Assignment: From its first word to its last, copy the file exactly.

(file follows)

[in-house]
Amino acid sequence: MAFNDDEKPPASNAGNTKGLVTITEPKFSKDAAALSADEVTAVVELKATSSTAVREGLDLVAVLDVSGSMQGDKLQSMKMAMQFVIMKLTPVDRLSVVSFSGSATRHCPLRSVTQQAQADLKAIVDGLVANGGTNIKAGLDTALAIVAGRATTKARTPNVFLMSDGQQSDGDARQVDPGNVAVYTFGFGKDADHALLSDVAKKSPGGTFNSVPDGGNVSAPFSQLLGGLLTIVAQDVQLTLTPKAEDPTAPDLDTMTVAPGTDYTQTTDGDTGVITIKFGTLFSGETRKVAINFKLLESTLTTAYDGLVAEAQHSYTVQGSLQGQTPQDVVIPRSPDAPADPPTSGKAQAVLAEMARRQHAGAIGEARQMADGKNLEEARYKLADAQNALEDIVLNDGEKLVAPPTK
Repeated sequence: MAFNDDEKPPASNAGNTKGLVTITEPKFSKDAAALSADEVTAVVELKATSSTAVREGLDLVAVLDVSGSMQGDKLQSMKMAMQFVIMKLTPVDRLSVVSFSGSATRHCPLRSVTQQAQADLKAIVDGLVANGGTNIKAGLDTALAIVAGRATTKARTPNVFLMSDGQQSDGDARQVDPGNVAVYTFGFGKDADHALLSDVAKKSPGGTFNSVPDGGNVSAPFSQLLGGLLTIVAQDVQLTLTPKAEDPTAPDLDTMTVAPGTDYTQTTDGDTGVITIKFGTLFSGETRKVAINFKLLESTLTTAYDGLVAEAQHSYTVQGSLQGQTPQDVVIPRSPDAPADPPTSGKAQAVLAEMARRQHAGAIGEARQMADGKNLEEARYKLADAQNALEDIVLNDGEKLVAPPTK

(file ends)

[in-house]
Amino acid sequence: MAFNDDEKPPASNAGNTKGLVTITEPKFSKDAAALSADEVTAVVELKATSSTAVREGLDLVAVLDVSGSMQGDKLQSMKMAMQFVIMKLTPVDRLSVVSFSGSATRHCPLRSVTQQAQADLKAIVDGLVANGGTNIKAGLDTALAIVAGRATTKARTPNVFLMSDGQQSDGDARQVDPGNVAVYTFGFGKDADHALLSDVAKKSPGGTFNSVPDGGNVSAPFSQLLGGLLTIVAQDVQLTLTPKAEDPTAPDLDTMTVAPGTDYTQTTDGDTGVITIKFGTLFSGETRKVAINFKLLESTLTTAYDGLVAEAQHSYTVQGSLQGQTPQDVVIPRSPDAPADPPTSGKAQAVLAEMARRQHAGAIGEARQMADGKNLEEARYKLADAQNALEDIVLNDGEKLVAPPTK
Repeated sequence: MAFNDDEKPPASNAGNTKGLVTITEPKFSKDAAALSADEVTAVVELKATSSTAVREGLDLVAVLDVSGSMQGDKLQSMKMAMQFVIMKLTPVDRLSVVSFSGSATRHCPLRSVTQQAQADLKAIVDGLVANGGTNIKAGLDTALAIVAGRATTKARTPNVFLMSDGQQSDGDARQVDPGNVAVYTFGFGKDADHALLSDVAKKSPGGTFNSVPDGGNVSAPFSQLLGGLLTIVAQDVQLTLTPKAEDPTAPDLDTMTVAPGTDYTQTTDGDTGVITIKFGTLFSGETRKVAINFKLLESTLTTAYDGLVAEAQHSYTVQGSLQGQTPQDVVIPRSPDAPADPPTSGKAQAVLAEMARRQHAGAIGEARQMADGKNLEEARYKLADAQNALEDIVLNDGEKLVAPPTK